While my brother and I were thinking of nothing but how to regulate ourselves according to the directions of our deceased father, Jugurtha-the most Complaining infamous of mankind !—breaking through all ties of gratitude, and of common humanity, and trampling on the authority of the Roman commonwealth, procured the murder of my unfortunate brother, and has driven me from my throne and native country, though he knows I inherit, from my grandfather Massinissa, and my father Micipsa, the friendship and alliance of the Romans.
For a prince to be reduced, by villany, to my distressful circumstances, is calamity enough; but my misfortunes are heightened by the consideration, that I find myself obliged to solicit your assistance, fathers, for the services done you by my ancestors; not for any I have been able to render you in my
own person. Jugurtha has put it out of my power Complaining. to deserve any thing at your hands, and has forced me to be burdensome before I could be useful to you. And yet, if I had no plea but my undeserved misery, who, from a powerful prince, the descendant of a race of illustrious monarchs, find myself, without any fault of my own, destitute of every support, and reduced to the necessity of begging foreign assistance against an enemy, who has seized my throne and kingdomif my unequalled distresses were all I had to plead, it Submission. would become the greatness of the Roman common- Entreating. wealth, the arbitress of the world, to protect the injured, and to check the triumph of daring wickedness over helpless innocence. But, to provoke your Exciting to vengeance to the utmost, Jugurtha has driven me from the very dominions which the senate and people of Rome gave to my ancestors, and from whence my grandfather and my father, under your auspices, expelled Syphax and the Carthaginians. Thus, fathers, your kindness to our family is defeated, and Jugurtha, in injuring me, throws contempt on you.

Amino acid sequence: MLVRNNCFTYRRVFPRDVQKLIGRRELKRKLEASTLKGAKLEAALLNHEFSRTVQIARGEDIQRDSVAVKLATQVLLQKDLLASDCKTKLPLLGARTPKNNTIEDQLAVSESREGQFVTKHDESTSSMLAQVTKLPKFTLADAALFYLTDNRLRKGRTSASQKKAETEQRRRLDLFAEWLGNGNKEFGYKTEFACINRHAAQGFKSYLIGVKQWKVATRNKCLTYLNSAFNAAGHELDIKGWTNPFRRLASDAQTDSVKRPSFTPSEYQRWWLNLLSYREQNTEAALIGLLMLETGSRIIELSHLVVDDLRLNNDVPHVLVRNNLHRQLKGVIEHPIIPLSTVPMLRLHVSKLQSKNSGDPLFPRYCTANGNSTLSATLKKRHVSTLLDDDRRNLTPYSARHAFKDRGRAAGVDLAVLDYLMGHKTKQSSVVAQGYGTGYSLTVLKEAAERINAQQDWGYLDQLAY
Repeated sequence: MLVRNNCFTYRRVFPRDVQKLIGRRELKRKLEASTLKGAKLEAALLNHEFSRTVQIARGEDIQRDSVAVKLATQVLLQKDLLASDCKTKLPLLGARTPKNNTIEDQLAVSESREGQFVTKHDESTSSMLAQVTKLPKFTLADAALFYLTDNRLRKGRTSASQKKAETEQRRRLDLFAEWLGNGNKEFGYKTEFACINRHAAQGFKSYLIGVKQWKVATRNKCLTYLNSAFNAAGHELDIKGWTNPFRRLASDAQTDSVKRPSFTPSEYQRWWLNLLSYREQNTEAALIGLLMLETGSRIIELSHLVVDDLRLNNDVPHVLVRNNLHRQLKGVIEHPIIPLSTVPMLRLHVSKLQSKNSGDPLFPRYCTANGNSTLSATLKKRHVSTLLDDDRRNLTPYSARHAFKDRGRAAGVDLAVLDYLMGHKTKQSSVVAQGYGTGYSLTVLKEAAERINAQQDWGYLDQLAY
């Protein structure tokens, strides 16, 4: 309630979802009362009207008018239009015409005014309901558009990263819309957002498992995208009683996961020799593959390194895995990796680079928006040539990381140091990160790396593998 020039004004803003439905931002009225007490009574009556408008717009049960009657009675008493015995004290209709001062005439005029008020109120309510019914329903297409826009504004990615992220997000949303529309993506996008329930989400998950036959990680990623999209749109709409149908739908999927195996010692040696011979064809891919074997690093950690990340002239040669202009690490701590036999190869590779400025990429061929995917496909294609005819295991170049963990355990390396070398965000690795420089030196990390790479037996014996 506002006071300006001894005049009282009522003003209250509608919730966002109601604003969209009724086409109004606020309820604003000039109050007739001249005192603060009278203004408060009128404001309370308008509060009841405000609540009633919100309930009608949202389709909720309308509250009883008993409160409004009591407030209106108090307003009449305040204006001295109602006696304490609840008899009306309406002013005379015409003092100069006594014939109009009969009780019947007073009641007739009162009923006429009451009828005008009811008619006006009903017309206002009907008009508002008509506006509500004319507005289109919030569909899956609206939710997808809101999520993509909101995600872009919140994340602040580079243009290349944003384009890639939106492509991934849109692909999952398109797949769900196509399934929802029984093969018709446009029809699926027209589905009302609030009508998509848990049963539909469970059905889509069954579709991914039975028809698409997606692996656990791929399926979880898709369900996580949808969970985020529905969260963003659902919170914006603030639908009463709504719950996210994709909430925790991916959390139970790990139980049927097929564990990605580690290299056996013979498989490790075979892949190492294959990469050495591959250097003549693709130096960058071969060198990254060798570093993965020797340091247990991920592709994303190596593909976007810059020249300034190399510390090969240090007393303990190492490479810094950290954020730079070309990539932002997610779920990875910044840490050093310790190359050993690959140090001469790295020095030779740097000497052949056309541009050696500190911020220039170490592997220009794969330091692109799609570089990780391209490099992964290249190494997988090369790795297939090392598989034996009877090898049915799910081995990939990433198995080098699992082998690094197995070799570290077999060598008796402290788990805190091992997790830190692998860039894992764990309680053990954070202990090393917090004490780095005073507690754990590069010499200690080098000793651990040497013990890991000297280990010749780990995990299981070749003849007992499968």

O wretched prince! O cruel reverse of fortune! Lamenting. O father Micipsa! is this the consequence of your generosity that he whom your goodness raised to an equality with your own children should be the murderer of your children! Must, then, the royal house Horror. of Numidia always be a scene of havoc and blood? Lamenting. While Carthage remained, we suffered, as was to be expected, all sorts of hardships, from their hostile attacks; our enemy near; our only powerful ally, the Roman commonwealth, at a distance; while we were so circumstanced, we were always in arms and in action. When that scourge of Africa was no more, Glimmering we congratulated ourselves on the prospect of estab- hope. lished peace; but instead of peace, behold the kingdom of Numidia drenched with royal blood, and the Horror.